• Trade Deal Threatens Farmers and Food Businesses
    The secret Trans Pacific Partnership negotiations are a direct threat to food businesses and farmers, and a moratorium on the release of GE crops must be enshrined in law before the TPP is signed....
    Scoop politics | 29-10
  • CTU announces election of new Secretary
    The contested election for the position of CTU Secretary has been won by Sam Huggard. Sam officially takes office on Monday 1 December 2014. Sam has worked in the union movement and brings a wealth of experience and a commitment...
    Scoop politics | 29-10
  • Kim Workman awarded 2015 J.D. Stout Fellowship
    The Victoria University of Wellington 2015 J.D. Stout Fellowship, funded by the Stout Trust, has been awarded to justice reform advocate Kim Workman. Mr Workman (Ngati Kahungungu ki Wairarapa, Rangitaane) is well known for his work on criminal justice,...
    Scoop politics | 29-10
  • TPPA causing concern
    Concern over the secretive Trans-Pacific Partnership Agreement (TPPA) negotiations is being expressed in two public meetings over the next week; one at a presentation on 5th November by former councillor Robin Gwynn to the Napier City Council, the...
    Scoop politics | 29-10
  • Kiwis rally to demand justice for ‘Roast Buster’ survivors
    Over 1,500 kiwis have rallied to demand justice after the announcement of the NZ Police decision not to lay charges in the ‘Roast Busters’ saga....
    Scoop politics | 29-10
  • New employment law will hurt the most vulnerable NZers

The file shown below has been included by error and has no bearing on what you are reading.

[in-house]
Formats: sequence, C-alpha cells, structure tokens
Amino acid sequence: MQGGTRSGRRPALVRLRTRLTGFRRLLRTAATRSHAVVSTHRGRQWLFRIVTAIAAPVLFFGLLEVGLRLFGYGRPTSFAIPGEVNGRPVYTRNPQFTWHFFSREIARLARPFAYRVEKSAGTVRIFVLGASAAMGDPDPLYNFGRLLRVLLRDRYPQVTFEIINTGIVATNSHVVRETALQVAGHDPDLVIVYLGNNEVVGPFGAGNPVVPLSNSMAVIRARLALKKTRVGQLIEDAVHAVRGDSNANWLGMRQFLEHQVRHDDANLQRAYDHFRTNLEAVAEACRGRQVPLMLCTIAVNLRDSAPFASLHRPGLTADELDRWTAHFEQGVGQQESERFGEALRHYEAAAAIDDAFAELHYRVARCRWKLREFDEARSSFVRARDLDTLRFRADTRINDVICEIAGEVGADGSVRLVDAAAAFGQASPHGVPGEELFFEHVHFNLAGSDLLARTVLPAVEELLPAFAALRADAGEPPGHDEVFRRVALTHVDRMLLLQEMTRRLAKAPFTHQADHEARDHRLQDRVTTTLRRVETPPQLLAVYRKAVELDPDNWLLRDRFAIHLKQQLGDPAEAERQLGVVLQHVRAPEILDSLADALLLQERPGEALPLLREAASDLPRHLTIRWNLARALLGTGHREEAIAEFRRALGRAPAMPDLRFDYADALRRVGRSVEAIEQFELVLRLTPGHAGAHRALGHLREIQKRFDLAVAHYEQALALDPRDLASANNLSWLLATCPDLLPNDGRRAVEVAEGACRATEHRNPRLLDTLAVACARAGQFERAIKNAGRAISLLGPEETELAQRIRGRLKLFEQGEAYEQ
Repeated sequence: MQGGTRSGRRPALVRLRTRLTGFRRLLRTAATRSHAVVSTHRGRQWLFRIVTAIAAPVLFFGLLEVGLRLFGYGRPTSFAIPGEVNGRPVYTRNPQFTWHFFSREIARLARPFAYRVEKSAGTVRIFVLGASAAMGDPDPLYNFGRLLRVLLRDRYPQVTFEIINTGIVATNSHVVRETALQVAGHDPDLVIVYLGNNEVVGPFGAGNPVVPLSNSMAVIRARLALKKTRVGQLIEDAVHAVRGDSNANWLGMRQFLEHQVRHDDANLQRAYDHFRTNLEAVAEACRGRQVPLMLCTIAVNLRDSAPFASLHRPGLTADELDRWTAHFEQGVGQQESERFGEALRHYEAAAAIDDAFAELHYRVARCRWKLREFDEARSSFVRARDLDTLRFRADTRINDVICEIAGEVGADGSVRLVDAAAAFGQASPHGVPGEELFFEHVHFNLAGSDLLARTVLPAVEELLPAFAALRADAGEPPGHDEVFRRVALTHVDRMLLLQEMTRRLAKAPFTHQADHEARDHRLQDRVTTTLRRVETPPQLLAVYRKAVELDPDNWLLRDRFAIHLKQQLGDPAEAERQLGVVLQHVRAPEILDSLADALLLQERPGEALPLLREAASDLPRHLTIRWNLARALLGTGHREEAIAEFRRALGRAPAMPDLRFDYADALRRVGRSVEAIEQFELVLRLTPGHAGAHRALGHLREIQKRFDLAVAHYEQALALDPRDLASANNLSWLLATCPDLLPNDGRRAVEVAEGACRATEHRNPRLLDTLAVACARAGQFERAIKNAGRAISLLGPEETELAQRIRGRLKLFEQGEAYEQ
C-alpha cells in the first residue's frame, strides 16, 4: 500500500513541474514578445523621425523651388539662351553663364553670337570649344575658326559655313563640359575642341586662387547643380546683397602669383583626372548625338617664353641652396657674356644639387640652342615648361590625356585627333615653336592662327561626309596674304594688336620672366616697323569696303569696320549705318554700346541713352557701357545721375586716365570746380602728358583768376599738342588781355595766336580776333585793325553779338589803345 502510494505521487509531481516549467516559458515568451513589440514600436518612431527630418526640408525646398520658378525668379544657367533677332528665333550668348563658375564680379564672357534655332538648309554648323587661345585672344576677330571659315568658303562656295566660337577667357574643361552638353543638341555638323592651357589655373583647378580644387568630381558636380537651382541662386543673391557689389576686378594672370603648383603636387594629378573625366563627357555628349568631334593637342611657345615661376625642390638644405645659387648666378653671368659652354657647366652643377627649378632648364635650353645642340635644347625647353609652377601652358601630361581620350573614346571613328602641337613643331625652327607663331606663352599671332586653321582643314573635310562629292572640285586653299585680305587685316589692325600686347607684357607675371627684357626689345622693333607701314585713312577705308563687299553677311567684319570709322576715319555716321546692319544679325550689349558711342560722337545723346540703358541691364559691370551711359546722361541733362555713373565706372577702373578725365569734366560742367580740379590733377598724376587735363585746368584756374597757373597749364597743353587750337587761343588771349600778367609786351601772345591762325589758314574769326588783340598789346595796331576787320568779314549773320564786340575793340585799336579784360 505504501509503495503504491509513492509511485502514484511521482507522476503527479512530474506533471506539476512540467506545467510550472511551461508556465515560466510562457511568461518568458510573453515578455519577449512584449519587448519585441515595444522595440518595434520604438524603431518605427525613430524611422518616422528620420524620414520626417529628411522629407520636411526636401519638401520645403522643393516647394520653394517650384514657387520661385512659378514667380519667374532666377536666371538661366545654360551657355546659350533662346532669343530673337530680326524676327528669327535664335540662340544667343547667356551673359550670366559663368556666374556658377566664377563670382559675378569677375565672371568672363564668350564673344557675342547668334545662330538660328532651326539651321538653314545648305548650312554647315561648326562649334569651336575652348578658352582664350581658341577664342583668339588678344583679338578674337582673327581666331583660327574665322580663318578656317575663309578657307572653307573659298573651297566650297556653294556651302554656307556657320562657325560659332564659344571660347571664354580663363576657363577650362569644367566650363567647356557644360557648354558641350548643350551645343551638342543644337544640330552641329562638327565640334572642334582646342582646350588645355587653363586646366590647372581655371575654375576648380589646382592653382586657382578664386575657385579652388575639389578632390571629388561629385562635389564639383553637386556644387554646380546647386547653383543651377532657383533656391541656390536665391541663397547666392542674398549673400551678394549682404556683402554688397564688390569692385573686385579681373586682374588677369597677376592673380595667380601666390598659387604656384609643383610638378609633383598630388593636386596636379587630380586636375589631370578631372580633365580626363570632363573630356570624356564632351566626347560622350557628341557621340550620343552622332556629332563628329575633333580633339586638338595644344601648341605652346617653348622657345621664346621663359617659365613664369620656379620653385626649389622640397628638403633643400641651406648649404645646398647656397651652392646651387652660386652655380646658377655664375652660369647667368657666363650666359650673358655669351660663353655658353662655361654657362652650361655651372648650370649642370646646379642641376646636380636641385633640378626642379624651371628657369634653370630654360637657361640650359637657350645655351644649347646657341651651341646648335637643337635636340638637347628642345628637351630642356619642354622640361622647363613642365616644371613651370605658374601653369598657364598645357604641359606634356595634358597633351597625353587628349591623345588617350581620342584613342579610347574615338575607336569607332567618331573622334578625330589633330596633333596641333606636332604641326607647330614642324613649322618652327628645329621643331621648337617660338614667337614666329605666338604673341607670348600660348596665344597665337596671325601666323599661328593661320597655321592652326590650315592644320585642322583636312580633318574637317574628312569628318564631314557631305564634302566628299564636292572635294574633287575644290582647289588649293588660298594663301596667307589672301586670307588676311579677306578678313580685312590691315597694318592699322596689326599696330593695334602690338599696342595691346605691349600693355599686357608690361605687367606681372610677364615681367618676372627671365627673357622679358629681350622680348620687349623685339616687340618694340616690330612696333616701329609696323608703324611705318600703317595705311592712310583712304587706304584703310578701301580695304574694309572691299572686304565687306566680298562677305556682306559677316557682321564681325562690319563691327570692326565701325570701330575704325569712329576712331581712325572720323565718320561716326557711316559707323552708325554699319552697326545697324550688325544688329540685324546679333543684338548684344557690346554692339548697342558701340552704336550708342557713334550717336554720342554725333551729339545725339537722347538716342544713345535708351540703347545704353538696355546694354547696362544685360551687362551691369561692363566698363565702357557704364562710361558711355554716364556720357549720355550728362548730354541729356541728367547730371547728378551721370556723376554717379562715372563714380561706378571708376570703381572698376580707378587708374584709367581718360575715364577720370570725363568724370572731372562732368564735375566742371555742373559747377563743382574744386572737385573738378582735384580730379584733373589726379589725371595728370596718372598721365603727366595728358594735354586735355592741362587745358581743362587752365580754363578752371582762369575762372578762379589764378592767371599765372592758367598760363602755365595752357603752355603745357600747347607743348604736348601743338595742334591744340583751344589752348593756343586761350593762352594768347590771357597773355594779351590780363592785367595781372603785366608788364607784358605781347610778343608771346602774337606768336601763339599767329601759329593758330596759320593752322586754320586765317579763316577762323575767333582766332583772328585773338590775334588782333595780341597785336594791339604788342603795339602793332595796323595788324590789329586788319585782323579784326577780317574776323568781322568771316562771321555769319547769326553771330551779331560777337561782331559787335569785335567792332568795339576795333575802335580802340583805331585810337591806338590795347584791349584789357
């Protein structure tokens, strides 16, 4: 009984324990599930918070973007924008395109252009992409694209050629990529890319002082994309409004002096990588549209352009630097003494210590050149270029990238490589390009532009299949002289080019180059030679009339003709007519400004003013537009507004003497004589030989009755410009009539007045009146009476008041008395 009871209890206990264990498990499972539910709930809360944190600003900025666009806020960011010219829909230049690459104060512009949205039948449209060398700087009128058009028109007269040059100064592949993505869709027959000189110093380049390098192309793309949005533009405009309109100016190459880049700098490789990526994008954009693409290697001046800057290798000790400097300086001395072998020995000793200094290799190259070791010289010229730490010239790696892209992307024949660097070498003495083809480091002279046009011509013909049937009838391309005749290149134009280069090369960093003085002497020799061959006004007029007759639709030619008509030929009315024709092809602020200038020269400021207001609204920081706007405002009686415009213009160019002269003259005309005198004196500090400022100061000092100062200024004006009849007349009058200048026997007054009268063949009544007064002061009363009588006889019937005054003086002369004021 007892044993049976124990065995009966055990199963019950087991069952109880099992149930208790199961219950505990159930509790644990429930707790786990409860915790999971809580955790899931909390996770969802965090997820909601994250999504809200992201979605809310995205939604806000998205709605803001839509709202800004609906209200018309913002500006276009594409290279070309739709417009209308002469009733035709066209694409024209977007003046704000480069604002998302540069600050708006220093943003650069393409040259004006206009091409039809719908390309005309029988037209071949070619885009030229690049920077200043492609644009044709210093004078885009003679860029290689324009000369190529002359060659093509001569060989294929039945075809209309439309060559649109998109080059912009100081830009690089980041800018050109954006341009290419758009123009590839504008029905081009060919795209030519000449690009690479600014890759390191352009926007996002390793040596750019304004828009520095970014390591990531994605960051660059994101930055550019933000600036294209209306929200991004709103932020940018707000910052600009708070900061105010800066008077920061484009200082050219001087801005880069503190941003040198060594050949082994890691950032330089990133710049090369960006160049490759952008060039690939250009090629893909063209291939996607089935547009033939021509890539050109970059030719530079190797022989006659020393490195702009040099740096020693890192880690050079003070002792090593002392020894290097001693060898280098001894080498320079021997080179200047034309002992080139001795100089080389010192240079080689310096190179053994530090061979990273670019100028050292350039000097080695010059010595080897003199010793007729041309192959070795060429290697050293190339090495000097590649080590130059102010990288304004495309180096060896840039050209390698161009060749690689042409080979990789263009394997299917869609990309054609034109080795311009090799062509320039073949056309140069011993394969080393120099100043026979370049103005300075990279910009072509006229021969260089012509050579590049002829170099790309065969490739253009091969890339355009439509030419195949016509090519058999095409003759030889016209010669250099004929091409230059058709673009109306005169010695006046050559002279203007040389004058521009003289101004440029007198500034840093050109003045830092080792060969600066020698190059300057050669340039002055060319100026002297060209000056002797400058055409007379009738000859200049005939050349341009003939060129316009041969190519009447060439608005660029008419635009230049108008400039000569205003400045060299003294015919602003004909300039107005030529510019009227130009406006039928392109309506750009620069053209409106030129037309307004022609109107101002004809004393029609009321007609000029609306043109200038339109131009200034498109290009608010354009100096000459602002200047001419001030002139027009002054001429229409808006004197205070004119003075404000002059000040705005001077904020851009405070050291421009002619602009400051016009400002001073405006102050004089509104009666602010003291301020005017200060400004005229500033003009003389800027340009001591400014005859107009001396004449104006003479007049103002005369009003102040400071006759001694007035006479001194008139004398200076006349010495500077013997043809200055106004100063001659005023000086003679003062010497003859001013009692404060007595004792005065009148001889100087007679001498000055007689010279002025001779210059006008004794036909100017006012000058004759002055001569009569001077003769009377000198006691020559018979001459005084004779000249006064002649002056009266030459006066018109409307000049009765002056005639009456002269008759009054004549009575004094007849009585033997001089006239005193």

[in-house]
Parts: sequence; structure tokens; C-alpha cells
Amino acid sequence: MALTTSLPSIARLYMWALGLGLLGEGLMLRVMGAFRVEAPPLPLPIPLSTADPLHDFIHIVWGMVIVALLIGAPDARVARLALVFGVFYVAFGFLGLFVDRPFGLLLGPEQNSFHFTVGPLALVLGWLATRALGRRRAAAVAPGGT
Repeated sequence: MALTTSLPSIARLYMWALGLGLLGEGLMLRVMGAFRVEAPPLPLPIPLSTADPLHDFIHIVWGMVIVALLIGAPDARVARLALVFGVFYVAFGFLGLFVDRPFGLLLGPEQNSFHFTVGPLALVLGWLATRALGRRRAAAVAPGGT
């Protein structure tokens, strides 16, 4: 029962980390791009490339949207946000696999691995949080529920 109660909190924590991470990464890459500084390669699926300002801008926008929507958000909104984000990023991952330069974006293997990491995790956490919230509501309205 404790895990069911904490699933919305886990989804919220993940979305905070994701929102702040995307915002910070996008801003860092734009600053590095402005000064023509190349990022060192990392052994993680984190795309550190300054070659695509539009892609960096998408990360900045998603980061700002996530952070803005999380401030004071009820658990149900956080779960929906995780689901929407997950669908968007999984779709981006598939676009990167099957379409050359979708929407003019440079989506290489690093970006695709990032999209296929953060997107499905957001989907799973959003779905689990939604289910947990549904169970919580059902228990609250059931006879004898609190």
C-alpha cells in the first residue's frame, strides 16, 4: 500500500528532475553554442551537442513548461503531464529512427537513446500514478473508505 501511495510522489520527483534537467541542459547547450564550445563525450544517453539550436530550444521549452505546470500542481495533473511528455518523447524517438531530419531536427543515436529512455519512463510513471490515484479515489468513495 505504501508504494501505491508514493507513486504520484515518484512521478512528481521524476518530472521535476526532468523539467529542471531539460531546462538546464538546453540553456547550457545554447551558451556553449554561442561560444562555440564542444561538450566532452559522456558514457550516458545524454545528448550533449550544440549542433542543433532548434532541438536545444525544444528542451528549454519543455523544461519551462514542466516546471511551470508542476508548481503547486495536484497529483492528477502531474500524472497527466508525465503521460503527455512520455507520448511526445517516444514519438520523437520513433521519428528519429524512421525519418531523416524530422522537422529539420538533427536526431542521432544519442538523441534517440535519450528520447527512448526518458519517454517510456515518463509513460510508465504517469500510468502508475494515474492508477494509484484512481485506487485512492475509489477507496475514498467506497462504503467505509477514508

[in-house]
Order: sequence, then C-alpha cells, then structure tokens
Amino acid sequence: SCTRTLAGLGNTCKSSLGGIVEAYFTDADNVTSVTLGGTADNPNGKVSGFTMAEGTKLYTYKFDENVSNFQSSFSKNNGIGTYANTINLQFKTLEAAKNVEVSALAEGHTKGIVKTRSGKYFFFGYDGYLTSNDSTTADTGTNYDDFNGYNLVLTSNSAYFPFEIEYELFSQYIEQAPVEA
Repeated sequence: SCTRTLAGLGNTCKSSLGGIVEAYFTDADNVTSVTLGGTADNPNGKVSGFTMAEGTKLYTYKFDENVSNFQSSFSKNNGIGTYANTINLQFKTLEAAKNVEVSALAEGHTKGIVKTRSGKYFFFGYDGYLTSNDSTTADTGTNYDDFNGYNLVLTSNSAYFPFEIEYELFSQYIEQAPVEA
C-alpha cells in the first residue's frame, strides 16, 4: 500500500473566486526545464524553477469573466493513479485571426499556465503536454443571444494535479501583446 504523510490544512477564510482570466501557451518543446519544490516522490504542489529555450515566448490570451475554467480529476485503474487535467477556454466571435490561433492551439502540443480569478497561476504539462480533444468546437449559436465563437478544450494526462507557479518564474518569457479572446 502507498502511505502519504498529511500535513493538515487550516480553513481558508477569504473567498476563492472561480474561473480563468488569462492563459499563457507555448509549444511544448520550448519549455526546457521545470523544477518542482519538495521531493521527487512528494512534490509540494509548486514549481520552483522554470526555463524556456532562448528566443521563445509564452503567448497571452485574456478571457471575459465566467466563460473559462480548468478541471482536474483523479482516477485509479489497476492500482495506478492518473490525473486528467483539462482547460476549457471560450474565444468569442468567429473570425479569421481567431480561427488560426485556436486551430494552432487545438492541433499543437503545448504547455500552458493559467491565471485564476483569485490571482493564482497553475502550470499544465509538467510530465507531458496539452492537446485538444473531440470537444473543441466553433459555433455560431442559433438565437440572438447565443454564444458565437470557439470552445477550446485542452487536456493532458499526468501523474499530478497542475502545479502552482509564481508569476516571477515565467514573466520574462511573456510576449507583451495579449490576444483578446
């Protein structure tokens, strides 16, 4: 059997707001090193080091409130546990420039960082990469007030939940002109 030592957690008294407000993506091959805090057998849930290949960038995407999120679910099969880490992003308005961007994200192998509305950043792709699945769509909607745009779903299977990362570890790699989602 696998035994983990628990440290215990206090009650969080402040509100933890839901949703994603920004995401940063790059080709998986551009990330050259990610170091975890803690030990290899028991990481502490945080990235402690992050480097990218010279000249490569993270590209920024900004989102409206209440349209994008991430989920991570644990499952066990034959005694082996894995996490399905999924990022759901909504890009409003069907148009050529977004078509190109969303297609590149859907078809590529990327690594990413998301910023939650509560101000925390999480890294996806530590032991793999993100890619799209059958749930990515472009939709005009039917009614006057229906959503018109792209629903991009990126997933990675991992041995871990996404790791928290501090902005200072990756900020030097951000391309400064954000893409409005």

The Public Service Association (PSA) says changes to the Employment Relations Act, expected to be passed in Parliament tonight, will hurt vulnerable workers and their families more than anyone....
    Scoop politics | 29-10
  • Consultation to close on proposed place names
    The New Zealand Geographic Board (NZGB) Ngā Pou Taunaha o Aotearoa today advised that only one month remains before public consultation closes for 18 name proposals for geographic features and places around Te Ika ā Māui (the North Island)....
    Scoop politics | 29-10
  • Operation Clover – Statement from Police Commissioner
    I have taken a close interest in this investigation and I am confident police have conducted a thorough and professional enquiry in what has been a challenging and complex case. The Operation Clover team has ensured that victims have been...
    Scoop politics | 29-10
  • Better policy would have protected children from recession
    Child Poverty Action Group says an international report released by UNICEF today shows good policy can protect and improve child well-being, even during a recession....
    Scoop politics | 29-10
  • Outcome of Operation Clover investigation
    Police have completed a multi-agency investigation, Operation Clover, into the activities of a group calling themselves “The Roast Busters”. The 12 month enquiry focused on incidents involving allegations of sexual offending against a number of girls...
    Scoop politics | 29-10
  • False birth registration brings home detention
    A Whangarei woman who attempted to register the birth of a fictitious child to claim a sole parent benefit was sentenced to six months home detention in the Whangarei District Court today....
    Scoop politics | 29-10
  • Family of Robert Ellis demand a proper investigation
    The family of a New Zealander killed in Indonesia are growing increasingly concerned at the lack of information they’ve received, and the handling of the investigation into his murder....
    Scoop politics | 29-10
  • Minister of Health must account for aged care workers’ pay
    The New Zealand Federation of Business and Professional Women (BPW NZ) congratulates rest-home worker Kristine Bartlett on her landmark claim for equal pay from her employer and successfully pursuing this to the Court of Appeal....
    Scoop politics | 29-10